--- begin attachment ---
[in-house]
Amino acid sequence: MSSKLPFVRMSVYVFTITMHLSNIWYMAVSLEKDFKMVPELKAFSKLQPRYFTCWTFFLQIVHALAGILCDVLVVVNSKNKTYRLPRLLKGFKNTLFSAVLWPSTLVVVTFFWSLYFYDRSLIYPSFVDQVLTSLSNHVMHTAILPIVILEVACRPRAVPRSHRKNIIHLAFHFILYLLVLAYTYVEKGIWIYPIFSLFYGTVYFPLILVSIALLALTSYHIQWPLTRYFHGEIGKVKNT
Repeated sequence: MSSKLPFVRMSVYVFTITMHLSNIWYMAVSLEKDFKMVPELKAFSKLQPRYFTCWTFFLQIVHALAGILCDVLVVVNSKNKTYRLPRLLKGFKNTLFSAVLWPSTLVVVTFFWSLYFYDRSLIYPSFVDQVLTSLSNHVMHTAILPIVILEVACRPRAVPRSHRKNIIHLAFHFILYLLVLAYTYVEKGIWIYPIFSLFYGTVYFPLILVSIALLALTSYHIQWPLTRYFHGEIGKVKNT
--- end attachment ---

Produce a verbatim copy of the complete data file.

[in-house]
Amino acid sequence: MSSKLPFVRMSVYVFTITMHLSNIWYMAVSLEKDFKMVPELKAFSKLQPRYFTCWTFFLQIVHALAGILCDVLVVVNSKNKTYRLPRLLKGFKNTLFSAVLWPSTLVVVTFFWSLYFYDRSLIYPSFVDQVLTSLSNHVMHTAILPIVILEVACRPRAVPRSHRKNIIHLAFHFILYLLVLAYTYVEKGIWIYPIFSLFYGTVYFPLILVSIALLALTSYHIQWPLTRYFHGEIGKVKNT
Repeated sequence: MSSKLPFVRMSVYVFTITMHLSNIWYMAVSLEKDFKMVPELKAFSKLQPRYFTCWTFFLQIVHALAGILCDVLVVVNSKNKTYRLPRLLKGFKNTLFSAVLWPSTLVVVTFFWSLYFYDRSLIYPSFVDQVLTSLSNHVMHTAILPIVILEVACRPRAVPRSHRKNIIHLAFHFILYLLVLAYTYVEKGIWIYPIFSLFYGTVYFPLILVSIALLALTSYHIQWPLTRYFHGEIGKVKNT